Everyone on mindfulness at school? Little effect

Many young people struggle with somber feelings, stress or anxiety symptoms. In a large-scale study, with support from the Fund for Scientific Research Flanders (FWO) and in the context of Red Noses Day (now "Jez!"), KU Leuven investigated whether mindfulness at school could help. For eight weeks, several class groups in eleven Flemish secondary schools followed mindfulness training. Would this have positive effects on their mental well-being?

The results of this study suggest that this is not the case. The youth in class groups (4th, 5th and 6th year secondary) who took the training were surveyed at different times and, on average, they did not have fewer symptoms or deal with difficult feelings in a more helpful way than the youth in class groups who did not take mindfulness training.

Importance of self-interest

The KU Leuven researchers also went looking for the causes of the lack of a positive effect of mindfulness training in the classroom in Flemish adolescents. Because previous research showed that mindfulness outside the classroom can indeed be an effective tool for young people with symptoms of depression, for example.

"One possible major cause is that outside of the classroom sessions, the youth continued to practice the material provided only to a limited extent. As with other skills, training and practice is very important for mindfulness to bring about positive changes in mental well-being," says researcher Liesbeth Bogaert. "Moreover, there were also significant differences in the extent to which the young people were interested in the content of the training."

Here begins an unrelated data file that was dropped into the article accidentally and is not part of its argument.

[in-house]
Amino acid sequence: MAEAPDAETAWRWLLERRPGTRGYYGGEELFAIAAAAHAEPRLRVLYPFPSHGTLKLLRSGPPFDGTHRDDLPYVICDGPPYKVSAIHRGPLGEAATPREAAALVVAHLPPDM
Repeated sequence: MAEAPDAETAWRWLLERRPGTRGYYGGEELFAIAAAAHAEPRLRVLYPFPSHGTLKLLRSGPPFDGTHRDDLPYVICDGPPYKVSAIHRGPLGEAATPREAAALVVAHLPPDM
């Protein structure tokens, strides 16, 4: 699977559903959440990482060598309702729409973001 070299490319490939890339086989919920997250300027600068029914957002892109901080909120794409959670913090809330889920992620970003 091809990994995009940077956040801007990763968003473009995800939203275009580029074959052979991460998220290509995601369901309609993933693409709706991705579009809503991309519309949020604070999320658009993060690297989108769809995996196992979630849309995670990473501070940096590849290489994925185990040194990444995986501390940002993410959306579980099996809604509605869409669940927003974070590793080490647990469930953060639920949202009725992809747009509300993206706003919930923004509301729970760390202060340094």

Not a one size fits all approach

So a one size fits all approach does not immediately seem to be the best one. "The advantage of a classroom approach is that we can reach large numbers of young people at once, but the flip side of the coin seems to be the large variation in preferences and needs within existing class groups," the researcher said.

Future research should focus primarily on tailoring mindfulness training to the needs and desires of as many young people as possible. In this way, it increases the likelihood that more young people will feel attracted to the content of the training and also adopt a more active attitude such as, for example, practicing their mindfulness skills on a regular basis.

"Based on the results of these and other recent studies, we can conclude that ’all young people to mindfulness’ in the form as we currently know mindfulness training does not seem appropriate or desirable. However, other forms of offering mindfulness at school, for example as an open offer during lunch break or as an elective for interested young people, remain meaningful avenues for young people to support their mental well-being," concludes Professor Filip Raes.

The study "The effect of universal school-based mindfulness on anhedonia and emotional distress and its underlying mechanisms: A cluster randomized controlled trial via experience sampling in secondary schools" by L. Bogaert, F. Raes et al. was published in Behaviour Research and Therapy.